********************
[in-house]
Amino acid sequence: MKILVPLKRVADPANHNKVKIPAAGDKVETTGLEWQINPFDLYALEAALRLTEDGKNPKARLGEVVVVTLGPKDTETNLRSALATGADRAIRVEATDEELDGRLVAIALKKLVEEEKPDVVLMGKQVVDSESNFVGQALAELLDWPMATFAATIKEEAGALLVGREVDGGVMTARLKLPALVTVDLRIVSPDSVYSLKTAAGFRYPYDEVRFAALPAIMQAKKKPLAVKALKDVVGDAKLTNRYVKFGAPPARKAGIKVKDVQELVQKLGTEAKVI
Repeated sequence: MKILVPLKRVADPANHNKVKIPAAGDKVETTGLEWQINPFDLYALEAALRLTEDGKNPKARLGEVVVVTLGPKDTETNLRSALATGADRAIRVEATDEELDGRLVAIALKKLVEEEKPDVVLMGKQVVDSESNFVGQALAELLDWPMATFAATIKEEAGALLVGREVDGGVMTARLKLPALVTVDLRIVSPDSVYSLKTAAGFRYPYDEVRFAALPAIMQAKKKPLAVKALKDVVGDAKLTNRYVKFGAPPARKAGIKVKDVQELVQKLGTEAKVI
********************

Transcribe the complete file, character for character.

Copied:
[in-house]
Amino acid sequence: MKILVPLKRVADPANHNKVKIPAAGDKVETTGLEWQINPFDLYALEAALRLTEDGKNPKARLGEVVVVTLGPKDTETNLRSALATGADRAIRVEATDEELDGRLVAIALKKLVEEEKPDVVLMGKQVVDSESNFVGQALAELLDWPMATFAATIKEEAGALLVGREVDGGVMTARLKLPALVTVDLRIVSPDSVYSLKTAAGFRYPYDEVRFAALPAIMQAKKKPLAVKALKDVVGDAKLTNRYVKFGAPPARKAGIKVKDVQELVQKLGTEAKVI
Repeated sequence: MKILVPLKRVADPANHNKVKIPAAGDKVETTGLEWQINPFDLYALEAALRLTEDGKNPKARLGEVVVVTLGPKDTETNLRSALATGADRAIRVEATDEELDGRLVAIALKKLVEEEKPDVVLMGKQVVDSESNFVGQALAELLDWPMATFAATIKEEAGALLVGREVDGGVMTARLKLPALVTVDLRIVSPDSVYSLKTAAGFRYPYDEVRFAALPAIMQAKKKPLAVKALKDVVGDAKLTNRYVKFGAPPARKAGIKVKDVQELVQKLGTEAKVI